Grief occurs in response to the loss of someone or something, and it is important to acknowledge and allow the grief to happen because it promotes the healing process.
To help those who have experienced a loss, the Destin United Methodist Church Stephen Ministers will hold an introductory meeting for a new grief support group at 2 p.m. Sept. 12 in the Destin Life Center building. The one-hour meeting will discuss the six-week course and answer any questions. The group begins at 2 p.m. Sept. 19, also in the Life Center.
The attempt to return to the routines of one’s life after facing a significant loss is no small challenge. The group will recognize the need to grieve and the need to slow down and take it easy. One day at a time is not just a cliché, it is a guiding principle for those facing loss. Readjusting after a significant loss is nothing less than beginning again … again. The normal has been taken away and the new normal is both frightening and foreboding.
Tom Timothy, Stephen Minister leader of the grief group, told The Log the main objective of the group is to let those attending know they are not alone and understand the feelings they have are quite normal.
“We try to help them identify and express these difficult and painful feelings,” he said. “We help them identify and acknowledge specific feelings and provide an environment for healthy expression.”
Other Stephen Ministers sharing the workload are Joy Segno, Carolyn Trimble and Judy Freed. Ken Gay is overall Stephen leader, and Frank Dole, chaplain at the Emerald Coast Hospice, is mentor of the group. Dole provided the workbook used by the group and continues to provide guidance.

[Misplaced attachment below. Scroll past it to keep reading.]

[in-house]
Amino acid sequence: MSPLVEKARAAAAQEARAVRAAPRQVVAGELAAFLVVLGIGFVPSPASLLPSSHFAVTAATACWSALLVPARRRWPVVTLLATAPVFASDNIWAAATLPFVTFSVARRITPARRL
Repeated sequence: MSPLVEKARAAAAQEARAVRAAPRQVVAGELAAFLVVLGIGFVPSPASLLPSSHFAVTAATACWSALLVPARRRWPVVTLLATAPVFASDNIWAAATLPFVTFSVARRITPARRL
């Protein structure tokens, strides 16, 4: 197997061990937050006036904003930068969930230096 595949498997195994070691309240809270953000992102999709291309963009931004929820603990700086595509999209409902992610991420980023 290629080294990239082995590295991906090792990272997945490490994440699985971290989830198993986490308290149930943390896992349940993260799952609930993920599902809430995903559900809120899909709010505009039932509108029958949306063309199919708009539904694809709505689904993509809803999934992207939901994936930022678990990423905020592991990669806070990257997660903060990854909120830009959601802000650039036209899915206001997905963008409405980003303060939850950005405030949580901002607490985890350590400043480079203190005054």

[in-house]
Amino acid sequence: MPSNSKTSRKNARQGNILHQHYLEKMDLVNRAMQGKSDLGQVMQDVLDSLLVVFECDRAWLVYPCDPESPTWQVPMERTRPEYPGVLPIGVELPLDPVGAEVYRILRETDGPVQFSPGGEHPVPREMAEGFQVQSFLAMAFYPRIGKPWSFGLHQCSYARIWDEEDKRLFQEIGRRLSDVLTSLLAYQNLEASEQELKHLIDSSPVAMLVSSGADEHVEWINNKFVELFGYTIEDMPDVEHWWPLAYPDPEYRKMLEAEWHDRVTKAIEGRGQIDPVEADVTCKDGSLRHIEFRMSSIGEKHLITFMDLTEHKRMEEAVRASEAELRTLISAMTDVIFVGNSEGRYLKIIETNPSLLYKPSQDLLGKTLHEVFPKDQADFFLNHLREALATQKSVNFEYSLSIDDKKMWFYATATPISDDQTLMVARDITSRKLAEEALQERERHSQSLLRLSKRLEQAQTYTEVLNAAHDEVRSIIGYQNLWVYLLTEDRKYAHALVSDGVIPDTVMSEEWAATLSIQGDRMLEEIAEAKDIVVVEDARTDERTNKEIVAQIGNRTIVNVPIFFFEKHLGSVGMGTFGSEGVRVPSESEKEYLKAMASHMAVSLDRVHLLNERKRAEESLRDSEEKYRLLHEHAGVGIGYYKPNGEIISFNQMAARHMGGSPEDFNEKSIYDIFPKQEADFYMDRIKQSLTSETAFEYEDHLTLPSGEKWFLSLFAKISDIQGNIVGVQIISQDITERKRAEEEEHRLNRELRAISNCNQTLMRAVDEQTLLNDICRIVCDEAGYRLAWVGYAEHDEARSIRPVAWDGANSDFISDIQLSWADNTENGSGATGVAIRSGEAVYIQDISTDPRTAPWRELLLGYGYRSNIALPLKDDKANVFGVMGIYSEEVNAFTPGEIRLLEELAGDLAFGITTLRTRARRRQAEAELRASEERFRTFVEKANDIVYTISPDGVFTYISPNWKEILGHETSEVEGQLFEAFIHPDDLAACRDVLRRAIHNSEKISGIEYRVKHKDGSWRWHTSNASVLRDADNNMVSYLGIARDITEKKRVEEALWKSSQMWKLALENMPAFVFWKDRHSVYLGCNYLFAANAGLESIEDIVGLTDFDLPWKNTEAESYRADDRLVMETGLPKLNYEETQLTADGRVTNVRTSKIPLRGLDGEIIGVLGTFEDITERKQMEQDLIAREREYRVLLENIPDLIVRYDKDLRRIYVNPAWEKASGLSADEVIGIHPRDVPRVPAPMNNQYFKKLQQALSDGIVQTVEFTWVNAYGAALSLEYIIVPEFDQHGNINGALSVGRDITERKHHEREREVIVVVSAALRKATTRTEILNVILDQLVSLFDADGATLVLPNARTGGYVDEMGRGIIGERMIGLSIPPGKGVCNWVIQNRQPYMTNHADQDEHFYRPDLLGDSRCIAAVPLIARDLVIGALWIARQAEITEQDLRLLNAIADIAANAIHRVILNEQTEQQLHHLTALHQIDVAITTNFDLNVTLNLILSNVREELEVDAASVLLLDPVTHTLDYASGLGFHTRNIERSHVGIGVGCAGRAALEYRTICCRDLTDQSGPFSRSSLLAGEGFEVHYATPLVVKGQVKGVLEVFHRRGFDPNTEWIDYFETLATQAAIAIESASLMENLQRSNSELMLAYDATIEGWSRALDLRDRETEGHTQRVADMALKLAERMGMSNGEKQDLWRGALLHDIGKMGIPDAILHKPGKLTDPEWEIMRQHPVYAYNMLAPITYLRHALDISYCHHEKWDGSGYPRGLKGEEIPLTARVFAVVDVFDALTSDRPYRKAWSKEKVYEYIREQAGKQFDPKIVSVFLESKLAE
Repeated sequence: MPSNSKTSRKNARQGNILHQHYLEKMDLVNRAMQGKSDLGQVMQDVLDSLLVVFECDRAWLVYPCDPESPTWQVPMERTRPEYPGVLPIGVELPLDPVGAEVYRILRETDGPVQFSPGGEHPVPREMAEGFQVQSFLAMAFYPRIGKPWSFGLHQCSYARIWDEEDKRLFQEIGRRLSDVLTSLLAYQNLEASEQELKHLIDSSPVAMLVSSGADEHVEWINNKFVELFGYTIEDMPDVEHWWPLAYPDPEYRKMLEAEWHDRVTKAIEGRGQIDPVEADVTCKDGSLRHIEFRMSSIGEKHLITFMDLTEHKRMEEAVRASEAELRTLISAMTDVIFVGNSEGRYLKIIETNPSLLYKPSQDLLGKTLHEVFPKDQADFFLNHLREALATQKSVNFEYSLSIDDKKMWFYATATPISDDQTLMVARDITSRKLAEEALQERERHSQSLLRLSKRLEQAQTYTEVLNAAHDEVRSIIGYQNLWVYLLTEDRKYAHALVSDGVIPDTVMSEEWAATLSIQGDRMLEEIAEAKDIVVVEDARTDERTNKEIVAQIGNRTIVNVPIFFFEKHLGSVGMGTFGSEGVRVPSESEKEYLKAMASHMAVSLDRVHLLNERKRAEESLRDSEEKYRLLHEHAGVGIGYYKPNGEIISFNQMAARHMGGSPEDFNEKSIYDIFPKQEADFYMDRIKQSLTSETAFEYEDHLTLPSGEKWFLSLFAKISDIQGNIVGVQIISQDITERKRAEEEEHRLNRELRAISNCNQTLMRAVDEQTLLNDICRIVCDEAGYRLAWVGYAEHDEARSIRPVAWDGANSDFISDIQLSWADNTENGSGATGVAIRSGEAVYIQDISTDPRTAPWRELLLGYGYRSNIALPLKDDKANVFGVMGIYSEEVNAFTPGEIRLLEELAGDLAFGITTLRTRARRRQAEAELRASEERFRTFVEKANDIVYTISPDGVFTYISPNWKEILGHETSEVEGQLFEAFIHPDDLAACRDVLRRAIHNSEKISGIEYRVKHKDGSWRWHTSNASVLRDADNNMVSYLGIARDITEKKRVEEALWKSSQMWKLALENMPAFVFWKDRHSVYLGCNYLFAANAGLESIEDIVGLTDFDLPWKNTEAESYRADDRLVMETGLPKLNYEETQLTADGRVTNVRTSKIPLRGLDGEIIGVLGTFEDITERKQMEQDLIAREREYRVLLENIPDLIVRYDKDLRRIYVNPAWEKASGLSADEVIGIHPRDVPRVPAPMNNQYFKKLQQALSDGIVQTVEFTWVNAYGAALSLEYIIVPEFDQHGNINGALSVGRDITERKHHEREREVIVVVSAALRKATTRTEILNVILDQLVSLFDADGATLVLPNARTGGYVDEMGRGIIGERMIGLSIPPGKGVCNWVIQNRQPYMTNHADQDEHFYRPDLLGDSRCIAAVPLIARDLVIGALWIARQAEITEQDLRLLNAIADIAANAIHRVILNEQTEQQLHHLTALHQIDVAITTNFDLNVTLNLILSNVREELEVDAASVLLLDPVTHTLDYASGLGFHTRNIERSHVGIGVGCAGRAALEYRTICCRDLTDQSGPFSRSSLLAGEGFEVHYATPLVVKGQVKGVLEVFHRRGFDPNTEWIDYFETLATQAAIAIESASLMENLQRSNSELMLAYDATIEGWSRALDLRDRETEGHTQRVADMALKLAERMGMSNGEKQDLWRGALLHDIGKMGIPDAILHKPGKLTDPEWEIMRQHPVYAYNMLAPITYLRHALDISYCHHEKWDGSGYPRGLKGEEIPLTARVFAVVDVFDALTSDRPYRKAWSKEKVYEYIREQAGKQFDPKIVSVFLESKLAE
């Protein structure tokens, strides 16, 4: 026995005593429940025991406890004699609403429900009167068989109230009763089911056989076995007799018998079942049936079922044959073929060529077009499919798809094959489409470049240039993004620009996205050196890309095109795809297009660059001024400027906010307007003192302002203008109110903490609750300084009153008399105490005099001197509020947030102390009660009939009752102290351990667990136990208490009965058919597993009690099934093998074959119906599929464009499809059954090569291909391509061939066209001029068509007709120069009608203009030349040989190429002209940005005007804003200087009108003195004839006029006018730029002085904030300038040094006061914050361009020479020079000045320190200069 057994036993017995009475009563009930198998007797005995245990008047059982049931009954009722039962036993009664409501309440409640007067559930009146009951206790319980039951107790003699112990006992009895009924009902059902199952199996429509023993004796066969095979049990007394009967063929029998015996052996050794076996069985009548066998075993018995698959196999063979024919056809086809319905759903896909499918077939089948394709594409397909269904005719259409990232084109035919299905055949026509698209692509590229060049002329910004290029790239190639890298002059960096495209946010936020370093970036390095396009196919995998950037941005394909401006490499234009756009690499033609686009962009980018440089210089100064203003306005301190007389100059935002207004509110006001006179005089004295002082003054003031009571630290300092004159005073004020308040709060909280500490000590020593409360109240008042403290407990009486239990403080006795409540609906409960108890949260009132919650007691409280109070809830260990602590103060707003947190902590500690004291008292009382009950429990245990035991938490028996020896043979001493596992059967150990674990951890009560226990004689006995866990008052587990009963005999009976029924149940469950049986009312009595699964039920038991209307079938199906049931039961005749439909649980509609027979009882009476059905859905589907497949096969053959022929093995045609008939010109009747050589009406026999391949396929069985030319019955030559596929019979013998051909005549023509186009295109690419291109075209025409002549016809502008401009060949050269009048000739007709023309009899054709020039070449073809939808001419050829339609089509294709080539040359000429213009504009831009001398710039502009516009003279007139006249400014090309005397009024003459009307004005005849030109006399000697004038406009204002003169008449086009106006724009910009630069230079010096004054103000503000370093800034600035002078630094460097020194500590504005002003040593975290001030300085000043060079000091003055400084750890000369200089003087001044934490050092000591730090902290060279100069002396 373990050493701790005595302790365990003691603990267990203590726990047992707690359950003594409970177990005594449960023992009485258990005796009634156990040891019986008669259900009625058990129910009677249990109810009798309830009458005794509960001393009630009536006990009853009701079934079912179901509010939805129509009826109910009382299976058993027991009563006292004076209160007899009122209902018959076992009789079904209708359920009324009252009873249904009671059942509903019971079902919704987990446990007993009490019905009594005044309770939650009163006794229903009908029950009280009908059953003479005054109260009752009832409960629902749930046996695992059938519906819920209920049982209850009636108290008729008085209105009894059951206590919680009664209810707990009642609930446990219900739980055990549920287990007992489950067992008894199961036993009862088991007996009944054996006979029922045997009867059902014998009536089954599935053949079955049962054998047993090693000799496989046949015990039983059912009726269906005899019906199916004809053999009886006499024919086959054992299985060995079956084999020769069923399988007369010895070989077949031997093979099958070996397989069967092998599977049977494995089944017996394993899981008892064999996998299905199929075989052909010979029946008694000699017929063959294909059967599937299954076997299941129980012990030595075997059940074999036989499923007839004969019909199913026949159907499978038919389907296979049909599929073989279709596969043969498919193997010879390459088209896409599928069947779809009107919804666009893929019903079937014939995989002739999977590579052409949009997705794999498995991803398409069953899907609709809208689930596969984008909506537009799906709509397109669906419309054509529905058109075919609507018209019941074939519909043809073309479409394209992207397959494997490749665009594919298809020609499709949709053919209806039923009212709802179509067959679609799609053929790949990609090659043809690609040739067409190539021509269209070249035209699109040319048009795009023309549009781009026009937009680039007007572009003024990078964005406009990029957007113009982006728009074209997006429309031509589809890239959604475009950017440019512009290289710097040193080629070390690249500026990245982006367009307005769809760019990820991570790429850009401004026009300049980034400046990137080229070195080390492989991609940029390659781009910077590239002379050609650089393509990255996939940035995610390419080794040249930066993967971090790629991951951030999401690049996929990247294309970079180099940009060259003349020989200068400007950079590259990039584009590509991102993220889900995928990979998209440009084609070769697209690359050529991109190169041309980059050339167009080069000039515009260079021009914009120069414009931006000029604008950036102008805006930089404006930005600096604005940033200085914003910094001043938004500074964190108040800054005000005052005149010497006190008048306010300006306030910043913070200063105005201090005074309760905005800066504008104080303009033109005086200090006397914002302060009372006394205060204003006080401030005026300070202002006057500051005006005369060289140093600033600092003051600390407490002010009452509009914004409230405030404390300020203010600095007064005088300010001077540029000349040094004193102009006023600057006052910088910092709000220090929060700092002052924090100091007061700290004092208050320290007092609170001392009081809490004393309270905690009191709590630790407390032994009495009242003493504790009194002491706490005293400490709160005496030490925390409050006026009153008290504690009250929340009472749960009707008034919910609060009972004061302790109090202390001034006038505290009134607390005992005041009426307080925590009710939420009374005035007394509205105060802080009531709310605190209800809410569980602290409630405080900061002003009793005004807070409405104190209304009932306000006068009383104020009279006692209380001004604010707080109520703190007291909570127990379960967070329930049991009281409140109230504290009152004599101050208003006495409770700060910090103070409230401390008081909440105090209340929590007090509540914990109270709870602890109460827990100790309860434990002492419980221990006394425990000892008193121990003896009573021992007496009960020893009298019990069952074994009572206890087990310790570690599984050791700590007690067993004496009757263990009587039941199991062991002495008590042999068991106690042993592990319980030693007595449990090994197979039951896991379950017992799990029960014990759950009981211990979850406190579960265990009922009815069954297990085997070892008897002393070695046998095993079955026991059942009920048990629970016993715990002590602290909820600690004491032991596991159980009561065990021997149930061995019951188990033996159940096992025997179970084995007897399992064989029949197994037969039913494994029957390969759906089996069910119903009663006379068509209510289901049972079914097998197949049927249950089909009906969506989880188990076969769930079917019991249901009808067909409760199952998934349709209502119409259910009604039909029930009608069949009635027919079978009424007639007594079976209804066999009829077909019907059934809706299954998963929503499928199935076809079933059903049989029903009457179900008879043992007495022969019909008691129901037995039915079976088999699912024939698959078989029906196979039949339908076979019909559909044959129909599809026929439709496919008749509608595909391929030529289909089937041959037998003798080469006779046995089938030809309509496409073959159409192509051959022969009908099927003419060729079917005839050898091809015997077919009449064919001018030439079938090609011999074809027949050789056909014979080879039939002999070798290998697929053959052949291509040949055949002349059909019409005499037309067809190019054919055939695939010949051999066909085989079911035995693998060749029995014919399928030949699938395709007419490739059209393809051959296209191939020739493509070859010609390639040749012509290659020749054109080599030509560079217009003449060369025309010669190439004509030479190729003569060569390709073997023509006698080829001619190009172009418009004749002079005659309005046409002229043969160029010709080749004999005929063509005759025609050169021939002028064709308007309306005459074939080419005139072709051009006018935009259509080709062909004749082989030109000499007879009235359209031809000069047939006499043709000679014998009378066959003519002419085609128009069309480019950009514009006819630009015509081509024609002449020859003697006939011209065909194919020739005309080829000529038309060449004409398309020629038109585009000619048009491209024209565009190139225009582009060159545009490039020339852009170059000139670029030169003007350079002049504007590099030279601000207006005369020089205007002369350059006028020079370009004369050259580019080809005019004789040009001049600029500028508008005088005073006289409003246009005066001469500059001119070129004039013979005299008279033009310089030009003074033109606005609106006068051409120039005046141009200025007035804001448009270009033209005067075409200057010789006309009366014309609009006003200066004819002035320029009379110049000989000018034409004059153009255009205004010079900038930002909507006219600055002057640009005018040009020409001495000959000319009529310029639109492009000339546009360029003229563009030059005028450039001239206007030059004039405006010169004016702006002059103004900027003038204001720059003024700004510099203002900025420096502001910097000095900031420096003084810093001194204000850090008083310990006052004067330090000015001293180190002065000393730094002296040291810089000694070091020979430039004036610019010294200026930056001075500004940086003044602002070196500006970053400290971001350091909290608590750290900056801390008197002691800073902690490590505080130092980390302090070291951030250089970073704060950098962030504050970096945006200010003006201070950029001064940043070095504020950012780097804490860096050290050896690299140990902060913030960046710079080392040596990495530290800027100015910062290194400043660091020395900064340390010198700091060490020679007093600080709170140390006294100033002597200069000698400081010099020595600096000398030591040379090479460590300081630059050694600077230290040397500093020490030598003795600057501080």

The first step in the grief process is to give yourself permission to grieve.
“In our current culture there is pressure to either not grieve or to put some time limit on it,” Timothy said. “Grief is normal, natural and necessary.”
Since men die earlier, most who attend the group are women who have suffered the loss of a spouse.
“Widowers are generally not open to discussing their inner feelings, the male macho problem,” Timothy said. “In our first group of 17 there were two men. One shared easily; the other not so much.”
Timothy said the feedback from the first group was very positive — they bonded well and at least four indicated that they would like to attend the new class.
“After the six weeks are finished we still meet as a continuing group every two weeks. No agenda other than to discuss progress and share with each other.”
The outcome the Stephen Ministers look for is the reconciliation of ones grief to a new “normal” — a new way of life.
“It is difficult and there is no timetable,” Timothy said. “At the end of the six weeks we hope to have given the class an understanding of the grief process and some tools to use in going forward.”
If you feel that the grief group could be helpful to you, please let the Stephen Ministers know so they can have a place for you. For more information, contact Tom Timothy at email@example.com or call 850-974-3373.